The German system of Industrial relations is characterised by, according to, an IZA discussion paper (July 2001), a dual structure of employee representation through works councils and unions. Co-determination laws govern the workplace and workers councils and unions. Codetermination is a situation where German workers or their representatives sit on the governing boards or the factory councils .
Works Councils in Germany are regulated by the Workplace Labour Relations Act (Betriebsverfassungsgesetz) 1972. This legislation allows the employees to have a say in certain decisions made by the business. Thus, under works councils employees can have a great impact on the direction a business takes, far more than in Australia. There is an extreemly high works council presence in manufacturing in West Germany (Addison et al 2002). This could create a problem for an Australian firm in decision making because they must allow for decisions to be made in part by works councils and allow for employee input into the direction of the overall business and not just the line of work they are involved in. .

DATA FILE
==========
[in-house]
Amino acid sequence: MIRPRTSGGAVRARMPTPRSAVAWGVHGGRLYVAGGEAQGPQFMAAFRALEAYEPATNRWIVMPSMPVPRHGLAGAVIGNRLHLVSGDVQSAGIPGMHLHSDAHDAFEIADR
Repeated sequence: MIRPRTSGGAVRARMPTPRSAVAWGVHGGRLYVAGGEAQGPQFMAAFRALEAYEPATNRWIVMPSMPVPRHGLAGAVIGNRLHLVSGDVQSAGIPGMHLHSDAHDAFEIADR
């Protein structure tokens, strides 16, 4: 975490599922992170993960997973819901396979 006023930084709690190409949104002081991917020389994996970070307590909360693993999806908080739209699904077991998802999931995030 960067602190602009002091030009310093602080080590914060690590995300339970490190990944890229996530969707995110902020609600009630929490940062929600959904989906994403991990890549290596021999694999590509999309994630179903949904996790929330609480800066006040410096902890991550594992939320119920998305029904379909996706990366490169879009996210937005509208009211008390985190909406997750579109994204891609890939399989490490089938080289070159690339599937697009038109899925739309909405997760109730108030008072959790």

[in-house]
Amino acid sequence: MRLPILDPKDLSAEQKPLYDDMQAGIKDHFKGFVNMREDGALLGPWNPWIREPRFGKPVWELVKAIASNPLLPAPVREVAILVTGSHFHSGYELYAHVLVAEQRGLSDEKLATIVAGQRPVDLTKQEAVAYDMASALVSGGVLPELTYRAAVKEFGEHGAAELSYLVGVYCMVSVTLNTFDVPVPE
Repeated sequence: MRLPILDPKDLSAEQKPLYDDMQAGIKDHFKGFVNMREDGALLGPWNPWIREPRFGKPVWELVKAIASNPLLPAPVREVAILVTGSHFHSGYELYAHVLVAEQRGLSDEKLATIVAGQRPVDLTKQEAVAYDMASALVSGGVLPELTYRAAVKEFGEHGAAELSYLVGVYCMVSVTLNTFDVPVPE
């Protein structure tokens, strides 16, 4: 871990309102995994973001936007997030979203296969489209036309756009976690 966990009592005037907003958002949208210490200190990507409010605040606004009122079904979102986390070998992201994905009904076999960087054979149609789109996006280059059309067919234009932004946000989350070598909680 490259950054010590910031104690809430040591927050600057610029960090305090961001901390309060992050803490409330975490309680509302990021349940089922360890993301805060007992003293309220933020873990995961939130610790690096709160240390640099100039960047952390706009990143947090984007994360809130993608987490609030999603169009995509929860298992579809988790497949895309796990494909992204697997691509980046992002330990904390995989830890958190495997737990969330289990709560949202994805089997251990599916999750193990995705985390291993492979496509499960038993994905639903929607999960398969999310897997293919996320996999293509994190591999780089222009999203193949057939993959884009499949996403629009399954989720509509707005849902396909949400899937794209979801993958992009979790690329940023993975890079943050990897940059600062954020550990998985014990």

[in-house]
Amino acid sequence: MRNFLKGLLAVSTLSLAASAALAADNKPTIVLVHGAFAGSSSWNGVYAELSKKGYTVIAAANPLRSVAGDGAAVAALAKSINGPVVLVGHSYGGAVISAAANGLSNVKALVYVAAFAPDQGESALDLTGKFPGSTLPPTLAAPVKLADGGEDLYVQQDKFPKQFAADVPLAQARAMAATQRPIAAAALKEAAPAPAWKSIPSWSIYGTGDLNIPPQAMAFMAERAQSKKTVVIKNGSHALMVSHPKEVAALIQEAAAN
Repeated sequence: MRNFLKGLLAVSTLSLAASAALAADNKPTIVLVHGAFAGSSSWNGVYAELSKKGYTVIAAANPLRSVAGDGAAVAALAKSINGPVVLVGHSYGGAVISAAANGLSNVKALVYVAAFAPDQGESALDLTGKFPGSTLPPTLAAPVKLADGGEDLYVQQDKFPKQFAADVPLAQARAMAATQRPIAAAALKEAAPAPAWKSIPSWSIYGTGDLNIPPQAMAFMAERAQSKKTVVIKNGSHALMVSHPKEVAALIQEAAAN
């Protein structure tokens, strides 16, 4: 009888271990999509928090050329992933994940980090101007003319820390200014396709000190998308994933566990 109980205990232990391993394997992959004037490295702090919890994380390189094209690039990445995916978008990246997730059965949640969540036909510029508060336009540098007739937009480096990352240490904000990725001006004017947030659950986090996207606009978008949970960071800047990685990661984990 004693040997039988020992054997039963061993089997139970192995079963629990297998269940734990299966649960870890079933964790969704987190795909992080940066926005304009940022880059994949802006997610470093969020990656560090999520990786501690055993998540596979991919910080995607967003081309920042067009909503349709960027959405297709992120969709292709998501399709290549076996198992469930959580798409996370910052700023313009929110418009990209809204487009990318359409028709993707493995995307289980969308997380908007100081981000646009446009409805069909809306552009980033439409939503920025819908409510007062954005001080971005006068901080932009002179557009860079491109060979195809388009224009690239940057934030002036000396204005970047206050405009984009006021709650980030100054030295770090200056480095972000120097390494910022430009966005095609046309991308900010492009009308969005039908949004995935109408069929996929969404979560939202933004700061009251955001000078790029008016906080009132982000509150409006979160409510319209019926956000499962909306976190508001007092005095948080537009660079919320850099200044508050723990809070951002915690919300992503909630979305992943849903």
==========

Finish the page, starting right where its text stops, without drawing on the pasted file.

The Australian employer must consider the following points of possible problems with establishing a firm in Munich. Firstly, members of the works council have the power to raise issues with the employer without fear of dismissal. The members usually raise issues that other employees have, however doing so will not jeopardise their employment. Secondly, the employer also has to bear the costs of the council's activities, which include meetings during work hours, and company resources. Thirdly, the employer is also liable for the council's actions. These extra costs to the Australian firm vary and can be hard to estimate. This environment can cause an atmosphere ofus vs them? between employees and employers which the Australian manufacturing industry is not used to.
West Germany's work ethic revolves around employee advantage.